Certain Food Combos Prevent Weight Gain, While Others Promote It
New research published online in the American Journal of Clinical Nutrition further adds to the evidence that counting calories may not be the most effective strategy for long-term weight management. Researchers at the Friedman School of Nutrition Science & Policy at Tufts University found that making small, consistent changes to the types of protein- and carbohydrate-rich foods a person eats can have a big impact on long-term weight gain.
Data from three long-term studies, which included more than 16 years of follow-up among 120,000 men and women, showed that diets with a high glycemic load (diets that include refined grains, starches, and sugars) were associated with more weight gain. But would reducing low-quality carbohydrates and increasing protein-rich foods in one's diet lead to more efficient weight loss?
To answer this question, researchers first looked at the relationship between changes in protein foods and weight gain during every four-years of follow-up. What they found was that certain protein-rich foods were linked to weight loss while others to weight gain. Increasing intake of red meat and processed meat was most strongly associated with weight gain. Increasing intake of skinless chicken, seafood, nuts, and yogurt was most strongly associated with weight loss; the more people ate, the less they gained. Consuming full-fat cheese, whole milk, and low-fat milk did not significantly relate to either weight gain or weight loss. Further, researchers noted that people who consumed low-fat dairy products were more likely to increase carbohydrate consumption, which may promote weight gain.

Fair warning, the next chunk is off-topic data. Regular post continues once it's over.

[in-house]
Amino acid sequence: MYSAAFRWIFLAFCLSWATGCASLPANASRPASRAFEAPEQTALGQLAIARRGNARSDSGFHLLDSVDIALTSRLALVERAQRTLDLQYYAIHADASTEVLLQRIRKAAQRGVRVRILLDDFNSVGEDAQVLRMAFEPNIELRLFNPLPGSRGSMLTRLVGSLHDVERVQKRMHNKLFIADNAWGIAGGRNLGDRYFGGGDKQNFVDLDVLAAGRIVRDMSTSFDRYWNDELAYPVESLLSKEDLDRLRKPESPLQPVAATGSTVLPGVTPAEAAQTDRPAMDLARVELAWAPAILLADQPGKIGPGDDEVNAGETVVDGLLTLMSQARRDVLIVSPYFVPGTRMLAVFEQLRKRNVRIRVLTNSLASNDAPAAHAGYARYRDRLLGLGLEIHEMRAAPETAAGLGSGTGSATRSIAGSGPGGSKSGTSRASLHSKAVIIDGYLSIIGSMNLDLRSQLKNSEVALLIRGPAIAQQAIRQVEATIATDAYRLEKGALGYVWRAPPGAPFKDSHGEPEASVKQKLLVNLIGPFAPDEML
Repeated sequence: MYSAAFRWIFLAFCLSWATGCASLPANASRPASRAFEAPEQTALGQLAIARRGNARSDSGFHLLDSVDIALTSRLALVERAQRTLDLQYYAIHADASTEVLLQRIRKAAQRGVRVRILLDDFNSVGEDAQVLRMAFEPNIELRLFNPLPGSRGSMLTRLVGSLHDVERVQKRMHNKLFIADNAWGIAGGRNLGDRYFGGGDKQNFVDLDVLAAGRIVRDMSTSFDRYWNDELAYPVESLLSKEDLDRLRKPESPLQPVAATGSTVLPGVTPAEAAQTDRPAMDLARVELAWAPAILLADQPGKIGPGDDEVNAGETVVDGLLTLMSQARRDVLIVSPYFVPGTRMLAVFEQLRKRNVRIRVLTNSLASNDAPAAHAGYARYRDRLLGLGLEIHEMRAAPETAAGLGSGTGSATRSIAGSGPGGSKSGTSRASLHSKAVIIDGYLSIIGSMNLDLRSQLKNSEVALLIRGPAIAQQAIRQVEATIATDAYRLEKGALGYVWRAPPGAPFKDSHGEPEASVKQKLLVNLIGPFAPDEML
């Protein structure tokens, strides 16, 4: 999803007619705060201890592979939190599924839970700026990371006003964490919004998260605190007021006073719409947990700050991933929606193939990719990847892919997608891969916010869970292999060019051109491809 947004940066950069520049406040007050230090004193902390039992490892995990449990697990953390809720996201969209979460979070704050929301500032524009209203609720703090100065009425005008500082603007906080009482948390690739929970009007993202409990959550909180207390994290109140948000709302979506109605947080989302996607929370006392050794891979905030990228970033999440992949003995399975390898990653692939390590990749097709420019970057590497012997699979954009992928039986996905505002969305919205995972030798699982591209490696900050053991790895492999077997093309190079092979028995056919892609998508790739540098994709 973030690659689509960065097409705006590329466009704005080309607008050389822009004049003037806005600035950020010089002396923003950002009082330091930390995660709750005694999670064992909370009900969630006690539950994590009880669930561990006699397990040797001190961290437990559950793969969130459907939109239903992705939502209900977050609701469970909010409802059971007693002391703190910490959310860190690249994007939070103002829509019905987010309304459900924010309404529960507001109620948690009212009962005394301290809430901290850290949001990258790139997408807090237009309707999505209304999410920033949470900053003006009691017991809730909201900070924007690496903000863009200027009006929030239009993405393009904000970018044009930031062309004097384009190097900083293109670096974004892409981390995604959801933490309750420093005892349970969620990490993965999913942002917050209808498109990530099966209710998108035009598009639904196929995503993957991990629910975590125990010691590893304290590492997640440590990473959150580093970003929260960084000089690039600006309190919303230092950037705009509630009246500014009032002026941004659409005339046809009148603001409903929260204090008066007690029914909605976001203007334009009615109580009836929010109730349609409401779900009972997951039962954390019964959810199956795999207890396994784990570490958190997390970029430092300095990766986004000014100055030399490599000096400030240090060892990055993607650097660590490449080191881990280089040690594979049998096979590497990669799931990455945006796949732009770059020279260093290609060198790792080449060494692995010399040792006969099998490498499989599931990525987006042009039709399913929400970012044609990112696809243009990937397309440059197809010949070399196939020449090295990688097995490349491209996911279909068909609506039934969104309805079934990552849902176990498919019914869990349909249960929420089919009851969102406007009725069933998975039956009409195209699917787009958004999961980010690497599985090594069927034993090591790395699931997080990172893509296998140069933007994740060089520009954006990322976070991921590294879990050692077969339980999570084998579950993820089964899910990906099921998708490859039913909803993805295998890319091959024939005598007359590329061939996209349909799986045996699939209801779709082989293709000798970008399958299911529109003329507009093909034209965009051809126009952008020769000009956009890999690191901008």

Based on these findings, the authors observed several synergistic relationships between protein-rich foods and changes in the glycemic load of the diet:
- Increasing consumption of protein-rich foods linked to weight gain (ie, red meat) at the same time as increasing glycemic load (ie, white bread) was strongly associated with weight gain
- Reducing glycemic load (ie, substituting vegetables for white bread) while consuming protein-rich foods like red meat mitigated some of the weight gain
- Decreasing glycemic load enhanced the weight loss effects of fish, nuts, and other foods associated with weight loss
- While eggs and cheese were not linked to weight gain, increasing the servings of these foods in combination with foods linked to increased glycemic load promoted weight gain. However, when combined with reduced glycemic load, increasing servings of eggs and cheese actually helped with weight loss.
The authors conclude that while certain foods may help prevent weight gain, while others may promote it, it is the combination of foods that has the greatest impact on long-term weight management. Protein-rich foods such as fish, nuts, and yogurt can help promote weight loss, however in order to maximize the benefits of these foods and create new benefits with foods such as eggs and cheese, patients should avoid refined grains, starches, and sugars.
For more information visit Tufts.edu.